Using the Fick equation to calculate the arteriovenous difference and cardiac output

New to Fick’s law? In this short article, learn about how to calculate the arteriovenous difference and cardiac output.
Last update2nd Dec 2020

The amount of oxygen extracted from each aliquot of blood—tissue oxygen extraction or consumption—also differs among organ systems.

Figure 1. The amount of oxygen extracted from the blood by a tissue—tissue oxygen extraction—differs across organ systems.

Measurement of oxygen consumption per minute by a specific organ system would require determination of the oxygen content of venous blood draining that organ. In clinical practice, an overall measurement of oxygen utilization is determined by catheterization of the right heart and determination of mixed venous oxygen content (MVO2). The mixed venous oxygen content represents the weighted average of oxygen content in venous blood from all organ systems.

Become a great clinician with our video courses and workshops

The relationship among the variables related to oxygen consumption is expressed by the Fick principle: oxygen consumption is the product of cardiac output and the arteriovenous oxygen difference.

Figure 2. The Fick’s principle states that oxygen consumption is the product of cardiac output (CO) and the arteriovenous oxygen difference (CaO2 minus CVO2).

In the setting of a fixed cardiac output, increased oxygen demand results in an increased arteriovenous oxygen difference, and with reduced oxygen demand the arteriovenous oxygen difference declines.

That’s it for now. If you want to improve your understanding of key concepts in medicine, and improve your clinical skills, make sure to register for a free trial account, which will give you access to free videos and downloads. We’ll help you make the right decisions for yourself and your patients.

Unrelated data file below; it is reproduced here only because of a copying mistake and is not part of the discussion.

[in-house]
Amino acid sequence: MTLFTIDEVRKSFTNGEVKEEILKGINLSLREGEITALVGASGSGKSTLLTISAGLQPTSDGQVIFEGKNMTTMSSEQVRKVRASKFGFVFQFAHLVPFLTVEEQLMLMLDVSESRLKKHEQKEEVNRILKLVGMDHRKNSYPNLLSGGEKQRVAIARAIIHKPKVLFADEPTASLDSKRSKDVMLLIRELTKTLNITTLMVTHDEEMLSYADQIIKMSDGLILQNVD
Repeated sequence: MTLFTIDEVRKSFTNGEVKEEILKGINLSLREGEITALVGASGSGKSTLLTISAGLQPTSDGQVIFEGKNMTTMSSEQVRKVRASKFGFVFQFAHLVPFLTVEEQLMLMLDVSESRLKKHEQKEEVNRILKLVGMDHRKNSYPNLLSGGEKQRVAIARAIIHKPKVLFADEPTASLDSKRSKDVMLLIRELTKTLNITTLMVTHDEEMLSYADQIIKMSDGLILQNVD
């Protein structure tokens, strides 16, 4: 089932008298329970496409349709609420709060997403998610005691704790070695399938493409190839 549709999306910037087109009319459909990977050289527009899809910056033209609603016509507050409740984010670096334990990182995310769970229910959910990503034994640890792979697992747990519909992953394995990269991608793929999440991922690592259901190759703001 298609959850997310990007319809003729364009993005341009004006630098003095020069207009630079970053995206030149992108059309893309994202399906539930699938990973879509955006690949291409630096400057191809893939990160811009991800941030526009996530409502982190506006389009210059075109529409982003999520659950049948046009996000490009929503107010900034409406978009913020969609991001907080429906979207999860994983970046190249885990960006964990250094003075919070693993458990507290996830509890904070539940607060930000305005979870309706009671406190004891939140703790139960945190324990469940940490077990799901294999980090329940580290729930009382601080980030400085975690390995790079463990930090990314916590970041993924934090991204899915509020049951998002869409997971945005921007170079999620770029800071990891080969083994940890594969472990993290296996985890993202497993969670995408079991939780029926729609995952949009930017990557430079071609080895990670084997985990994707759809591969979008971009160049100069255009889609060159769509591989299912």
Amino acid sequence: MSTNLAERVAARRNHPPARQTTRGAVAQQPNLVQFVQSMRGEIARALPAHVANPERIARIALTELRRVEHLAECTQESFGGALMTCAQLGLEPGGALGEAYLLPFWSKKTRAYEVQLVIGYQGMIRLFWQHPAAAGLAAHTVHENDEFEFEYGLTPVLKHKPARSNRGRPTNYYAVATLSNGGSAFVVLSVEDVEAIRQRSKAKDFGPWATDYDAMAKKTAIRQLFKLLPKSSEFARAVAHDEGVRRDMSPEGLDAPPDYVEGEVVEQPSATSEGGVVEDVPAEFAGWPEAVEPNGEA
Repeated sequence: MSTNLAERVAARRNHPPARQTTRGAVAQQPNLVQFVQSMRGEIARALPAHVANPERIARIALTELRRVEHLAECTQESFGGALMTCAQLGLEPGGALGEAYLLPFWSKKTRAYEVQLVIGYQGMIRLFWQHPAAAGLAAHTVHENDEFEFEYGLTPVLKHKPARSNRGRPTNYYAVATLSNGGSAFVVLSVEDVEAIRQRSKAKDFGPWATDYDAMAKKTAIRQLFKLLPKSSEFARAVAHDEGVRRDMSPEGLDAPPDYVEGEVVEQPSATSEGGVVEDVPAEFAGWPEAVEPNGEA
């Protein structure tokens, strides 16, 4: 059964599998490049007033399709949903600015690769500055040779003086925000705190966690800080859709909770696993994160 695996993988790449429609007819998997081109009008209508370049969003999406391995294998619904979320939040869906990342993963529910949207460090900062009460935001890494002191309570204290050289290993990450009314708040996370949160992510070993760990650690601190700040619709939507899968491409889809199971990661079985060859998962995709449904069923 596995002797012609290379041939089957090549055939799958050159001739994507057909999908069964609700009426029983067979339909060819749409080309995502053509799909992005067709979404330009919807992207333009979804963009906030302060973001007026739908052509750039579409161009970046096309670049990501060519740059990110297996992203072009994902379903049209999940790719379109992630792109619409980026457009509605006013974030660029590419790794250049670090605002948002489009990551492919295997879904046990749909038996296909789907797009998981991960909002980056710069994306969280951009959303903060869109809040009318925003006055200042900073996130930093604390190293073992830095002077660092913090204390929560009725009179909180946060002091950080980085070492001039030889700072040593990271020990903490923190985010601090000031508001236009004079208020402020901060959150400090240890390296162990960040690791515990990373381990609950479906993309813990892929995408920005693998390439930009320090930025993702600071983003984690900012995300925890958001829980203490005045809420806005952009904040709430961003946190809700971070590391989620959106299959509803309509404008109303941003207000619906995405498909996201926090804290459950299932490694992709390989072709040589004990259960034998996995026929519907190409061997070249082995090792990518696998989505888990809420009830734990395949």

Recommended reading

  • Grippi, MA. 1995. “Gas exchange in the lung”. In: Lippincott's Pathophysiology Series: Pulmonary Pathophysiology. 1st edition. Philadelphia: Lippincott Williams & Wilkins. (Grippi 1995, 137–149)
  • Grippi, MA. 1995. “Clinical presentations: gas exchange and transport”. In: Lippincott's Pathophysiology Series: Pulmonary Pathophysiology. 1st edition. Philadelphia: Lippincott Williams & Wilkins. (Grippi 1995, 171–176)
  • Grippi, MA and Tino, G. 2015. “Pulmonary function testing”. In: Fishman's Pulmonary Diseases and Disorders, edited by MA, Grippi (editor-in-chief), JA, Elias, JA, Fishman, RM, Kotloff, AI, Pack, RM, Senior (editors). 5th edition. New York: McGraw-Hill Education. (Grippi and Tino 2015, 502–536)
  • Tino, G and Grippi, MA. 1995. “Gas transport to and from peripheral tissues”. In: Lippincott's Pathophysiology Series: Pulmonary Pathophysiology. 1st edition. Philadelphia: Lippincott Williams & Wilkins. (Tino and Grippi 1995, 151–170)
  • Wagner, PD. 2015. The physiologic basis of pulmonary gas exchange: implications for clinical interpretation of arterial blood gases. Eur Respir J45: 227–243. PMID: 25323225

About the author

Michael A. Grippi, MD
Vice Chairman, Department of Medicine | Pulmonary, Allergy, and Critical Care Division, Perelman School of Medicine, University of Pennsylvania, USA.
Author Profile